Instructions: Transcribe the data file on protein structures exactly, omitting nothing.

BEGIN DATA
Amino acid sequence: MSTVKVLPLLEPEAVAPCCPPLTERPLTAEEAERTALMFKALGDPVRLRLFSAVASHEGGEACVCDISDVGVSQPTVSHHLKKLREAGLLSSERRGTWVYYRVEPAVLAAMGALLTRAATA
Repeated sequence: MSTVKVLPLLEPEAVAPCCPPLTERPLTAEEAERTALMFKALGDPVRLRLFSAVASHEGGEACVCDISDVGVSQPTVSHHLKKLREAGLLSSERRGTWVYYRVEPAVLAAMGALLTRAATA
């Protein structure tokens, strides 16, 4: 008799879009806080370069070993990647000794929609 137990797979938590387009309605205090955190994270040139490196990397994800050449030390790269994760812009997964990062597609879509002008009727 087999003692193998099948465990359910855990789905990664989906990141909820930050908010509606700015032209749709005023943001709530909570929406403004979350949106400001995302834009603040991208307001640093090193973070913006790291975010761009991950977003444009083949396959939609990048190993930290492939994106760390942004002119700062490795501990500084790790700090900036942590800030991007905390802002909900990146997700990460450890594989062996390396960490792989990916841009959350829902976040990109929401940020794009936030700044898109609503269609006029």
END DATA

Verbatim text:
Amino acid sequence: MSTVKVLPLLEPEAVAPCCPPLTERPLTAEEAERTALMFKALGDPVRLRLFSAVASHEGGEACVCDISDVGVSQPTVSHHLKKLREAGLLSSERRGTWVYYRVEPAVLAAMGALLTRAATA
Repeated sequence: MSTVKVLPLLEPEAVAPCCPPLTERPLTAEEAERTALMFKALGDPVRLRLFSAVASHEGGEACVCDISDVGVSQPTVSHHLKKLREAGLLSSERRGTWVYYRVEPAVLAAMGALLTRAATA
């Protein structure tokens, strides 16, 4: 008799879009806080370069070993990647000794929609 137990797979938590387009309605205090955190994270040139490196990397994800050449030390790269994760812009997964990062597609879509002008009727 087999003692193998099948465990359910855990789905990664989906990141909820930050908010509606700015032209749709005023943001709530909570929406403004979350949106400001995302834009603040991208307001640093090193973070913006790291975010761009991950977003444009083949396959939609990048190993930290492939994106760390942004002119700062490795501990500084790790700090900036942590800030991007905390802002909900990146997700990460450890594989062996390396960490792989990916841009959350829902976040990109929401940020794009936030700044898109609503269609006029």